Phishermen are targeting a new prey, and it could cost your organization dearly if you don’t take action.
Phishing—in which perpetrators use legitimate-looking emails and websites to gather sensitive data from individuals—has been the attack vector of choice the past two years, used in more than two-thirds of cyber attacks, according to Verizon’s 2015 Data Breach Investigations Report. But what’s changing is the target, with a shift in 2014 from consumers to employees, according to Proofpoint’s Human Factor Report 2015. Cyber thieves send bogus company emails and mimic internal websites to get employees to provide credentials for accessing company systems.
In fact, some of the biggest recent data breaches were the result of phishing scams targeting employees. Fake Apple emails lured employees at Sony Pictures to verify their Apple IDs on a bogus website. And fake internal emails lured employees at Anthem and two other major health insurers to provide logins and passwords on typosquatting sites.
While all employees are at risk, the most click-happy staffers appear to be email-overloaded middle managers, and employees in Sales, Finance and Procurement, according to the Proofpoint study. Even your infosec employees may be vulnerable, according to Intel Security. The company gave its online Email Phishing Quiz to attendees at the 2014 RSA Conference, and only 6% could detect all the real emails from the ruses.
The cost of all this bait-and-switch activity? $3.7 million a year for the average organization, according to a Ponemon Institute study. Lost productivity makes up the bulk of the cost, with each employee wasting over four hours a year while their machine is remediated, reimaged and recertified.
To prevent phishing scams from netting your employees, experts recommend a layered approach to screen out as much malicious activity as possible through these preventative techniques:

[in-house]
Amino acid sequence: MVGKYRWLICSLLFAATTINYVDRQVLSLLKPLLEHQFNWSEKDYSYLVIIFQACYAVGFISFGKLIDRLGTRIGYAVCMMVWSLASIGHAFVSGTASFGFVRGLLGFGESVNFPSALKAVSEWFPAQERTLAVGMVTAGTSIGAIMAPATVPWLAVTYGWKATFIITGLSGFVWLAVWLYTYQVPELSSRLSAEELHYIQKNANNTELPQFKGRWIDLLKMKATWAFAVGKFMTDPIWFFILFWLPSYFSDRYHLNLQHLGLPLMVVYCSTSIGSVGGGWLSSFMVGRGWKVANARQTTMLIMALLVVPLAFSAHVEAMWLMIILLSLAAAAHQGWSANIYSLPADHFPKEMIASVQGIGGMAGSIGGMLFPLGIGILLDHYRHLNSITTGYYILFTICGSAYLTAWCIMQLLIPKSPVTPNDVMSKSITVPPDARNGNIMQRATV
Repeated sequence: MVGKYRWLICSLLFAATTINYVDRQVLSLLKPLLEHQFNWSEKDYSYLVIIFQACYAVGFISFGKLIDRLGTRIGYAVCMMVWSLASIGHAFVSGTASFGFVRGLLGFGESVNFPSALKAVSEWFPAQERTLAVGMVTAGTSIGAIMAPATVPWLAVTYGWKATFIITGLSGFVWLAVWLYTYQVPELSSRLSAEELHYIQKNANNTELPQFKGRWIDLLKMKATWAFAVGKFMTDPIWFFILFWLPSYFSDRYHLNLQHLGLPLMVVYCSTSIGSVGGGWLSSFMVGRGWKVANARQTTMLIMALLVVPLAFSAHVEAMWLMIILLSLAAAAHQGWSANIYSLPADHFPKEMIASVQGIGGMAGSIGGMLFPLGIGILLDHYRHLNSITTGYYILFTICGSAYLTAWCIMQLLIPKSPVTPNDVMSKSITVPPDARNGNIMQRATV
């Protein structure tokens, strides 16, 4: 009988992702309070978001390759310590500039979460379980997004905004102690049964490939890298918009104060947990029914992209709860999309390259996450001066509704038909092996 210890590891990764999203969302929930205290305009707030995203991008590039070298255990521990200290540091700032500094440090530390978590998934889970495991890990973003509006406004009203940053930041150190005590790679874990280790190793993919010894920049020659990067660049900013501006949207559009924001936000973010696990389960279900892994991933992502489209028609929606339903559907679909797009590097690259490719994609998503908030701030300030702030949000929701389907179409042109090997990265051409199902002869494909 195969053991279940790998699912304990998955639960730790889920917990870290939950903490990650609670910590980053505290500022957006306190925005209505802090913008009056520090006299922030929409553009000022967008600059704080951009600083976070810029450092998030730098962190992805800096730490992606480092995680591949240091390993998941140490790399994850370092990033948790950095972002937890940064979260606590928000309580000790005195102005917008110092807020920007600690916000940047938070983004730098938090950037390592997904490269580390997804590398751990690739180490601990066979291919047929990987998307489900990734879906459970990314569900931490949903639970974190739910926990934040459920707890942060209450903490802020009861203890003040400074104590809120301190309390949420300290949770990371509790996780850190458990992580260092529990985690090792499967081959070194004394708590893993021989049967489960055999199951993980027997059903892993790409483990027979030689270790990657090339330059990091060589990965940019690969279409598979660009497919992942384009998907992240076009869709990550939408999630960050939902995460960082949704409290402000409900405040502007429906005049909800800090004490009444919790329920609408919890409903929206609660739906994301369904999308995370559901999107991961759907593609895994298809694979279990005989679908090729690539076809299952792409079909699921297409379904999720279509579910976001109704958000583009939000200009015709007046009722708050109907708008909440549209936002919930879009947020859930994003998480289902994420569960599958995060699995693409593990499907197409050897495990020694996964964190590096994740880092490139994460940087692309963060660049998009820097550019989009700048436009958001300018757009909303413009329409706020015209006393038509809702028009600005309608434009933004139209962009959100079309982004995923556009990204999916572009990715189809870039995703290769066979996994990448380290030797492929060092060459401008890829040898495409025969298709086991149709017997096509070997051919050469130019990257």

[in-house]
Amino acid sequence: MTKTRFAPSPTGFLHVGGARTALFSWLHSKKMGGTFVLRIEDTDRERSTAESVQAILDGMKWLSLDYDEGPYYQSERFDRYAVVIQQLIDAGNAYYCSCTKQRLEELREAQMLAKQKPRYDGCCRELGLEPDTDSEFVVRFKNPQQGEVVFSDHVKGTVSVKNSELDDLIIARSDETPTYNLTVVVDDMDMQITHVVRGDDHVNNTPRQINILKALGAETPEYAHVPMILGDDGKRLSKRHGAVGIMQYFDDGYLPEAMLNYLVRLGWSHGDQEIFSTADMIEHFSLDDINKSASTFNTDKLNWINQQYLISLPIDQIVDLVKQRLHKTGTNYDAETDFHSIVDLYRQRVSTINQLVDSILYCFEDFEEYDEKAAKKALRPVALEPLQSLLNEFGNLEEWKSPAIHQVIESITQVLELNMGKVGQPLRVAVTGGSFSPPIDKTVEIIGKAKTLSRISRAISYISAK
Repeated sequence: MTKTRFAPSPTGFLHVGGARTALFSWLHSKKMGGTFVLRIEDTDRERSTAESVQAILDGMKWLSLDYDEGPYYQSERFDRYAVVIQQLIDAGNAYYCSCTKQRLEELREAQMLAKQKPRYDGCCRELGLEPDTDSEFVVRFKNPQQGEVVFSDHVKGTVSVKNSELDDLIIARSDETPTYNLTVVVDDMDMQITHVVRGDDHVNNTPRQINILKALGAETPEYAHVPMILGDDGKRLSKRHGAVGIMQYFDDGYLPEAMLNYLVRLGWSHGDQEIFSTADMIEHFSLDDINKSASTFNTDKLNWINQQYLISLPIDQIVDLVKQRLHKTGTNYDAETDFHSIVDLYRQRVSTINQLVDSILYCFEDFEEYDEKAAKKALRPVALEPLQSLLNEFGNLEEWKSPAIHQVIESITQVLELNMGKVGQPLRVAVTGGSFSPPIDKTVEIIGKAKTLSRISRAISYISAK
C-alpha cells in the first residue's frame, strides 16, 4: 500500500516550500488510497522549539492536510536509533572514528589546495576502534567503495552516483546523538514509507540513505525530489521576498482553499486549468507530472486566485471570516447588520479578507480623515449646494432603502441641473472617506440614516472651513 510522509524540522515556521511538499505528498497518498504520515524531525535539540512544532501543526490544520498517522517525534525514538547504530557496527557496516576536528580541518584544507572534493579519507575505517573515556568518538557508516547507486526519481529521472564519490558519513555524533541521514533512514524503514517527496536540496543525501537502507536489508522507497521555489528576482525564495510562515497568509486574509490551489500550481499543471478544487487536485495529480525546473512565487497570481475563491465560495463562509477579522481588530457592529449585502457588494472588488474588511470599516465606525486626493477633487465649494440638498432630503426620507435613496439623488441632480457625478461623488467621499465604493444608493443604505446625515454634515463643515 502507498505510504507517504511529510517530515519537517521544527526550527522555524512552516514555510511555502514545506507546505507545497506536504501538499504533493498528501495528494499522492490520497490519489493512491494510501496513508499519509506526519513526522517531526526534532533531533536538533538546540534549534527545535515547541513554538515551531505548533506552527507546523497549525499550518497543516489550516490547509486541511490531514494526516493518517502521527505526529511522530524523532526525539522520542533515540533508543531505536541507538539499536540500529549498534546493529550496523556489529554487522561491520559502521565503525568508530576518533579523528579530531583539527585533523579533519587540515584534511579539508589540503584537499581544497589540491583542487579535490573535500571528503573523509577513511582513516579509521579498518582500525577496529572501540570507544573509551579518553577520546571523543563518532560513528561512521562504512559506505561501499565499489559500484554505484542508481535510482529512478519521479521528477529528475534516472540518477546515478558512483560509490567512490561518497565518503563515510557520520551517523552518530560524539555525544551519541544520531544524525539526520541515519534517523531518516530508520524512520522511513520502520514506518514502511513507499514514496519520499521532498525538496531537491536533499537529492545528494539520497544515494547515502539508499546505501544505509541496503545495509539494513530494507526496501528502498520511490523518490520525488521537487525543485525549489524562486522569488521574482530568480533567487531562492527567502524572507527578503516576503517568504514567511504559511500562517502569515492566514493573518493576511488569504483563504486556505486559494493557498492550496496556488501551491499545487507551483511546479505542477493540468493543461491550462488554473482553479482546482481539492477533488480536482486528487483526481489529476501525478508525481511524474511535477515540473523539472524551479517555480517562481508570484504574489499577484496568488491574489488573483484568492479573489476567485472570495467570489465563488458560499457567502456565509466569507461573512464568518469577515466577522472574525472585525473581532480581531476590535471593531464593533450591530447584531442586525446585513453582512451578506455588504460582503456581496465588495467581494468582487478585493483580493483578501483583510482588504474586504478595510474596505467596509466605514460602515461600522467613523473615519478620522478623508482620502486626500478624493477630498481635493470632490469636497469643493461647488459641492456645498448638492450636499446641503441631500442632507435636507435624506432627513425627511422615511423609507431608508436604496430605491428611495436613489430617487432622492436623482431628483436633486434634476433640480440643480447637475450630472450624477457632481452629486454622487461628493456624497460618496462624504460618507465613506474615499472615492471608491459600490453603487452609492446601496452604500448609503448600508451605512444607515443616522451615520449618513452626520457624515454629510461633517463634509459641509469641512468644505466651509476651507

- Buy Defensive URL Registrations. Buy up variant domain names and redirect them to your actual site to prevent criminals from typosquatting. Anthem attackers used we11point.com, a variant of wellpoint (the former name of Anthem) to lure employees into giving up credentials that allowed the thieves to steal 78.4 million patient records. While 95% of the top 500 domains are victims of typosquatting, according to an Internet Society study, only 31% protect themselves by proactively registering logical variants.
- Install an Anti-phishing Email Filter. These are designed to complement leading anti-spam/anti-virus email software. Look for one that can identify phishing attacks in real-time, because the Ponemon Institute study found that the median time of a first click on phishing scams happens in less than 90 seconds.
- Install Anti-Phishing Web Software. These programs store information about known phishing scams and phishing sites, and alert users if they stumble on a potentially dangerous site. Austrian testing lab AV-Comparatives regularly tests and scores anti-phishing products, so it’s a good place to start.
- Simulate Phishing Attacks. This allows you to monitor the number of employees who take the bait. Data can be used to identify patterns, see what type of messages carry the most risk and make improvements to your overall security awareness program. You can also use the data as a learning tool, so employees know what types of attacks were most successful in getting them to hand over information.
- Train Employees. Experts recommend using humor or quirkiness to help increase retention. The main goal is to teach employees to ask themselves:
- Does the email list one URL, but the hyperlink points to another?
- Does it sound suspicious?
- Does the header information match the sender?
- Does the message ask for personal information?
- Does the email just not feel right?
The Ponemon Institute study found that security training could cut annual phishing containment costs in half—saving the average organization nearly $2 million a year.
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